Letting Go of the Past


Regardless of the measure of our pain, we, people of faith, eventually must be confronted with two simple questions: “Am I willing to let go?” and “Is God able to rewrite my story?”

Our conversation was going well. We talked about our children, the weather and other trivial topics. I had learned to keep our conversations quite superficial. But unfortunately, we had enough time in our hands for the inevitable. The past was knocking at the door and my friend just had to let it in.

Have you ever been around someone who just cannot let go of the past? Has it ever been you?

These types of personalities can be met everywhere and each family has at least one. They drag their shackles around everywhere they go. They are slaves and do not know it. They are unhappy and invariably become bitter, resentful and lonely. So very lonely.

They are doctors and housewives, wealthy and poor. Many of them sit on the pew right beside us. They know God and his word. And yet, for different reasons, they choose to remain chained to the misery of their past, even though they know that God longs to set them free.

My heart aches for them. But truthfully, many of us have been there. I know I have.

For years I looked back to find justification for my bad attitude and shallow faith. I would blame my insecurities on my parent’s broken marriage and my poor self-image on things that I heard growing up. I blamed my jealousy on that boyfriend who was unfaithful and my reluctance in giving up bad habits on the fact that I was raised in a more liberal culture.

Blame, blame, blame.

Attached to the chains that keep us bound to our past is the Blame Monster. And we feed it every time we drag the past around, allowing it to rob us of an abundant, successful present and future.

Honestly, it’s not easy to release the past. And I cannot in all fairness compare my own, however painful, experiences with some terrible stories which I’ve heard. But regardless of the measure of our pain, we, people of faith, eventually must be confronted with two simple questions: “Am I willing to let go?” and “Is God able to rewrite my story?”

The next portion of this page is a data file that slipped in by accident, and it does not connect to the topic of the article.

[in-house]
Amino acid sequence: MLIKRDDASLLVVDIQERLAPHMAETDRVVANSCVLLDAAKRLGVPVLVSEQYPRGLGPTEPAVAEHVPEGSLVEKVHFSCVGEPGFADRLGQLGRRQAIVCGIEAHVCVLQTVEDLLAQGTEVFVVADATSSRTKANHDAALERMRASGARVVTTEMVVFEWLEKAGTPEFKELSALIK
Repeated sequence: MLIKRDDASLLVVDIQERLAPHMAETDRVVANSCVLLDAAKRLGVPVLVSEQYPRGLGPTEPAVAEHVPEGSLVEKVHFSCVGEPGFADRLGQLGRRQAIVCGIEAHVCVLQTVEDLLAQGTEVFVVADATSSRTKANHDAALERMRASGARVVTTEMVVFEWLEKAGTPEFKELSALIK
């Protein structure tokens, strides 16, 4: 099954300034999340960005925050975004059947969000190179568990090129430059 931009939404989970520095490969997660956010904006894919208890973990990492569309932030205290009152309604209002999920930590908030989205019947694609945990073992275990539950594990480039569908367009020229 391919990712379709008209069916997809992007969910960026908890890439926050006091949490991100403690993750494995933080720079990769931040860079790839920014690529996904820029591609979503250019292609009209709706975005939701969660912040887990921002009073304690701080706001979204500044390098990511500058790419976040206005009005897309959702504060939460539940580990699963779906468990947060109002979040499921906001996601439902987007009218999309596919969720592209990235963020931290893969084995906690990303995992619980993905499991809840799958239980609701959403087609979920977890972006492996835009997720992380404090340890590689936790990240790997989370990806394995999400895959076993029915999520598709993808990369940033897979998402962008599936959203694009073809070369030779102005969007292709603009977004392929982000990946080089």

Sometimes it is easier to bring the past along with us, because in order to confront it, we must realize our share of responsibility over our destiny. Of course, there are things that happen that are absolutely outside of our control: no one does anything to justify abuse, nor the onset of severe illness. Neither is it one’s fault that a parent dies nor leaves home, abandoning his or her family. These are truly traumatic experiences, brought on people by decisions of which they had no control.

However, there are hurts of the past that have a measure of self-infliction which is hard to confront. It’s easier to continue blaming mom and dad, or the ex-husband or ex-wife, than looking within ourselves, asking God to help us forgive and allowing Him to show us how to move forward and take ownership of our destiny.

There is also the fact that we become accustomed to living in bondage. We may have blamed the circumstances in our past for so long, that we do not know how to survive without the dysfunction!

There is no future for those trapped in the shackles of their past. And although many of us have, humanly speaking, perfectly good reasons to hold a grudge against a certain person, we must realize that setting them free is not only God’s will for us, it is ultimately the destination for all of those who have real peace and victory.

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